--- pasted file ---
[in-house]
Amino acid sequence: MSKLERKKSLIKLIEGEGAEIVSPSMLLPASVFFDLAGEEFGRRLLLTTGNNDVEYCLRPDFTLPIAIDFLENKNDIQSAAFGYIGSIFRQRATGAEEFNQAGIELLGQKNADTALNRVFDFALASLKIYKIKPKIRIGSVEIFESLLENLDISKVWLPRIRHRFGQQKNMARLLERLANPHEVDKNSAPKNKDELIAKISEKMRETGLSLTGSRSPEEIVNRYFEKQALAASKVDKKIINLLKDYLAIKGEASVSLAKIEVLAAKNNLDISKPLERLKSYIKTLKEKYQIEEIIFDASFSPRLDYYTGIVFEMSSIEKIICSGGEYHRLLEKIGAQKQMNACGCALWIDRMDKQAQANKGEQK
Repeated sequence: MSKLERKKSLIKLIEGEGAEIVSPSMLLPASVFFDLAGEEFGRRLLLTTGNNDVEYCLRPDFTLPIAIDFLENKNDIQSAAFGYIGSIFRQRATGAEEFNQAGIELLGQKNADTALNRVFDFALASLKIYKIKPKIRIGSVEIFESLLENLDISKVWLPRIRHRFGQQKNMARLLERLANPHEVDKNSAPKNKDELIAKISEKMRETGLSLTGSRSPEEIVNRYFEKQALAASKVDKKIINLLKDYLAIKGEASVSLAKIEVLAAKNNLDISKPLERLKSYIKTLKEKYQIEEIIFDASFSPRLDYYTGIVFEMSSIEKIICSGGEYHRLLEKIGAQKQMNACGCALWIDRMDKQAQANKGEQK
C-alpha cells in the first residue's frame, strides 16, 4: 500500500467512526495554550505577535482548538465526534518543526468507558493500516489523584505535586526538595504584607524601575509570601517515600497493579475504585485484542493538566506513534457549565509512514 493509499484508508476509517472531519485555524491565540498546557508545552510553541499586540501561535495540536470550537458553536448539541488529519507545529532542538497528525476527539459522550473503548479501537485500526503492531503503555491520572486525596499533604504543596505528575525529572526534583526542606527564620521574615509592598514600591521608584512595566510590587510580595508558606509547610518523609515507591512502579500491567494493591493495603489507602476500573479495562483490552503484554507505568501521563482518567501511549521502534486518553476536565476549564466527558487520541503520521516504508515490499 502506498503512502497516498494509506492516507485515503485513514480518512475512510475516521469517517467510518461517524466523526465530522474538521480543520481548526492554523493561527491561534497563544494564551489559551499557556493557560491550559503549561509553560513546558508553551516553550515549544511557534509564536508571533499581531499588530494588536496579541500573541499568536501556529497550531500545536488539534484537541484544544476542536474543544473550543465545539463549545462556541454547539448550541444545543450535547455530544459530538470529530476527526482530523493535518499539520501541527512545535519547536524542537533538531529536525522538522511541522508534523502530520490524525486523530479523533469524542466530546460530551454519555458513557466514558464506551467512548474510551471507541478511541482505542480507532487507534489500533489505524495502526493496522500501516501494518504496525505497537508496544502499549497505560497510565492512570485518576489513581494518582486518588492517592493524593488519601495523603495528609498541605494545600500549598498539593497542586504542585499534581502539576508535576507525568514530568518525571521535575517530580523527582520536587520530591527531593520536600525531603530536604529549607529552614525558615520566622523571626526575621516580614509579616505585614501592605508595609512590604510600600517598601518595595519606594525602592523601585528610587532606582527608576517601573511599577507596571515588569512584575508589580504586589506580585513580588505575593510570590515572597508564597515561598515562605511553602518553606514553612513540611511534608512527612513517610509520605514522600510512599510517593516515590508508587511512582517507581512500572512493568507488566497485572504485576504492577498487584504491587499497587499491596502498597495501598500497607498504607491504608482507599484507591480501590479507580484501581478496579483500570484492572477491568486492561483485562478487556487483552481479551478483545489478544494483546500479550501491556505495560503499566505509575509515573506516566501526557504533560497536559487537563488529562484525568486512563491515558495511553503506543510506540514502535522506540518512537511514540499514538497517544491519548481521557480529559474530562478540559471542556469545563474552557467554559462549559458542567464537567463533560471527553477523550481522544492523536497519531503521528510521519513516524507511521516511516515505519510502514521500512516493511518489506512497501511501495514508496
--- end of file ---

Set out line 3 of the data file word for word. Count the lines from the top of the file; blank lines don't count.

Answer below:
Repeated sequence: MSKLERKKSLIKLIEGEGAEIVSPSMLLPASVFFDLAGEEFGRRLLLTTGNNDVEYCLRPDFTLPIAIDFLENKNDIQSAAFGYIGSIFRQRATGAEEFNQAGIELLGQKNADTALNRVFDFALASLKIYKIKPKIRIGSVEIFESLLENLDISKVWLPRIRHRFGQQKNMARLLERLANPHEVDKNSAPKNKDELIAKISEKMRETGLSLTGSRSPEEIVNRYFEKQALAASKVDKKIINLLKDYLAIKGEASVSLAKIEVLAAKNNLDISKPLERLKSYIKTLKEKYQIEEIIFDASFSPRLDYYTGIVFEMSSIEKIICSGGEYHRLLEKIGAQKQMNACGCALWIDRMDKQAQANKGEQK